I've also found that, although people say they may spawn deeper, in the lakes here in east Tennessee, the water is on the rise during that time of year. So, while a fish may start on day one, by day 3 she may be 5ft deeper than her original 6ft starting place. These fish won't leave the bed just because the sun isn't penetrating as good. Same holds true with our smallmouth that will spawn even earlier and usually even deeper. You may end up bed fishing in 20ft of water on a lake that isn't even considered to be clear at its clearest of times.

As far as the OP and cranking in the winter time...I like to throw big baits in the winter. Bigger, slower bait, gives a good sized bass a meal worth moving for. But, if you could deadstick a crankbait, thats what this would be called. Deep suspending baits moved slowly and stopped often have worked good for me in the past though. More often than not though a silver buddy would be a better choice if you want to move a little more than jig fishing.

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I have seen which I will post picture at the private lake I fish, you can see 8+lb bass on beds not even 20 ft from each other and they are always the first I see to spawn first everytime I have been...this isn't necessarily true in every body of water but i'll figure it out..I have a lot of catching up to do.

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more acttive fish will hit a crankbait, but for me this time of year has to be a chatter bait..thats just me..

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This will be from my personal experience and is certainly not what I would suggest is fact. During the colder months I believe that there are more productive baits then a deep diving crank (for suspending bass) otherwise a jig all the way. Once again this is all just from my personal experience as well as comfort. I generally us a deeper diving suspending jerkbait or a lipless crank. The deeper diving jerkbait is my general bait of choice due to it's ability to suspend in the general strike zone for a much longer period of time. I generally use crankbaits during winter to try and get a reaction strike and in my opinion a lipless crank is better for such an application. For me if i'm fishing deeper water during winter it means that I'm using my graph to locate either a school of bass or baitfish and know what depth they are holding. At which point i'll count down the lipless crankbait to the depth that they are holding. I can either yo-yo it or slow roll it with a few jerks or the rod tip thrown in. Both presentations keep it in the strike zone fairly well. That's not to say that a standard deep diving crankbait wont work in the winter because I've had a few excellent outings crankbaiting in very cold weather. I'm just saying that I will use my other comfort methods first then if those don't produce I'll try a crankbait. It sounds so cliche but you really do have to pay close attention and let the fish tell you what they want.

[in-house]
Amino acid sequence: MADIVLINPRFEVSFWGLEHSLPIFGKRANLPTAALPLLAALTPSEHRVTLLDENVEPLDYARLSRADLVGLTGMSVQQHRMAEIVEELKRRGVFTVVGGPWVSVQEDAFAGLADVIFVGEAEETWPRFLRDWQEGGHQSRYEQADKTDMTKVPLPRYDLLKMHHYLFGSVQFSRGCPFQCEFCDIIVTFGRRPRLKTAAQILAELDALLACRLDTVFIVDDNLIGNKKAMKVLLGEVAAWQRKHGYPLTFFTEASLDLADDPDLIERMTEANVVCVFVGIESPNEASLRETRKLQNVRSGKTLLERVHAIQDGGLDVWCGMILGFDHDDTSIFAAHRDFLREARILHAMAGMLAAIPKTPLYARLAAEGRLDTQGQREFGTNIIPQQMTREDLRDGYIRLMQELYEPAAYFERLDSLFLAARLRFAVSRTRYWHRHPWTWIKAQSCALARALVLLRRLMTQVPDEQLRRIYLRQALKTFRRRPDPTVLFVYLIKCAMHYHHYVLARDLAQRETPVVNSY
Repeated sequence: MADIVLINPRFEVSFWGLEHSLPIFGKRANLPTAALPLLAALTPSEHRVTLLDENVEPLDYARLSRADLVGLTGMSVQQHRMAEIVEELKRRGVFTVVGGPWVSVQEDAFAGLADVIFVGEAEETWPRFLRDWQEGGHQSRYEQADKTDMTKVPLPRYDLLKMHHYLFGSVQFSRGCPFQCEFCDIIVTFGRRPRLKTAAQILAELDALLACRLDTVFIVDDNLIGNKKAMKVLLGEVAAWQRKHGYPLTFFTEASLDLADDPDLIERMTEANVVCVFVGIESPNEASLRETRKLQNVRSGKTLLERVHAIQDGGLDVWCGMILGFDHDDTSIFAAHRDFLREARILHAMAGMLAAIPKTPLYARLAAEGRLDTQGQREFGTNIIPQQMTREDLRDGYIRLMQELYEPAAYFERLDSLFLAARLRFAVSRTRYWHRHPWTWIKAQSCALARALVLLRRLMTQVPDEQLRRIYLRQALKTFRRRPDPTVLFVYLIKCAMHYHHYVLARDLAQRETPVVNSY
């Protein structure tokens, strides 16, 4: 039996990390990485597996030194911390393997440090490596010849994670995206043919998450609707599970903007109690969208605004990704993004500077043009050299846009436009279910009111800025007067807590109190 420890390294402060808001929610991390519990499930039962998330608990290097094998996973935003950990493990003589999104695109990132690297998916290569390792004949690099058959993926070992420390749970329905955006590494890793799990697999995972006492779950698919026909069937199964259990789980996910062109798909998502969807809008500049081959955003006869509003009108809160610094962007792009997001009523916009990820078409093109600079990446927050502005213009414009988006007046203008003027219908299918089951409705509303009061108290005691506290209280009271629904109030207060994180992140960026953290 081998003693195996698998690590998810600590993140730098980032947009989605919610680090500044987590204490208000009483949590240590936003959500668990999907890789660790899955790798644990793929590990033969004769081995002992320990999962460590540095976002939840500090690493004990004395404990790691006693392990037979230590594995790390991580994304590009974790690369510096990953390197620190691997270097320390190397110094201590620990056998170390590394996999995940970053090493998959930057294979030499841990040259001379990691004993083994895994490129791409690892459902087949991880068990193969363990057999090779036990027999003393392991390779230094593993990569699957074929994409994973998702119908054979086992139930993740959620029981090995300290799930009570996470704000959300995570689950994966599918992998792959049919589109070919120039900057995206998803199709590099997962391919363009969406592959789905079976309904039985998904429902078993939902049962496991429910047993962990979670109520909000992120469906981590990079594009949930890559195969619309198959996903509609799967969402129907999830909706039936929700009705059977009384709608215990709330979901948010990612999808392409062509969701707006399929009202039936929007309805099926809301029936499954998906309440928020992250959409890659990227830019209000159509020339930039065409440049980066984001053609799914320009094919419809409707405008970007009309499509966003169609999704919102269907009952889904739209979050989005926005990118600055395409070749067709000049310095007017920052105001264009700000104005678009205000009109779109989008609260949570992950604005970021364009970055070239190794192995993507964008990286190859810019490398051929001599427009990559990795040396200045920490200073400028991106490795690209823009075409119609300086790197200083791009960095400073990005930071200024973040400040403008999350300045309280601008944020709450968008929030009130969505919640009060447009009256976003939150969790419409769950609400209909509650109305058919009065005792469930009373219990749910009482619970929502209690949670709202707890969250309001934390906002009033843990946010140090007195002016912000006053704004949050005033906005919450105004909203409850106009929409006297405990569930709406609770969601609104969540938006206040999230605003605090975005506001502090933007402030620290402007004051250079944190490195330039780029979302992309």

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Water is tht cold i'm on the couch watching World Fishing Network dreaming of springtime!!! Plus my boat is good and winterized right about not!

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Water is tht cold i'm on the couch watching World Fishing Network dreaming of springtime!!! Plus my boat is good and winterized right about not!

Man I'm blessed, Never had to put my boat up for the winter. Fished 3 days last week and 1 so far this week. And 4 next week, and waters still 47 degrees..

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Never really tried deep cranking in winter. That being said, might try it a bit next time out. I'm more of a jb, jig guy in winter. Not to say you can't catch them that way but I'm happier looking for a nice jb bite when it's this cold. Glad we still have open water considering this time last year is was stuck fishing warm water discharges shoulder to shoulder with yahoos!

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Suspending models of deep cranks can work well right now too. Crank it down to the level the bass are holding at, then vary the retrieve with darts, pauses, and short retrieves. as with any cranking, it's best if you can contact some structure. Run it into a log or rock, then give it a little jerk and pause it. It's a little bit different presentation that not very many people use.

EDIT: Not sure why I said "right now." I've got a foot of ice around here. LOL That's a tactic I like when the water is around 45-50, if I get tired of jerkbaits and jigs.

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On a hot bite in 43 degrees about a decade ago, I put down the jerkbait and tried a deep diving crankbait on the same big bass school. I retieved the deep diver at the right depth of the fish and many different ways. No fish at all. Picked up the jerkbait again after 30 minutes of fruitless cranking and caught another 6 bass in less than 15 minutes. That slim minnow shape is just the best in clear, cold waters for me. Never threw the deep crank again in the cold. Never missed it either.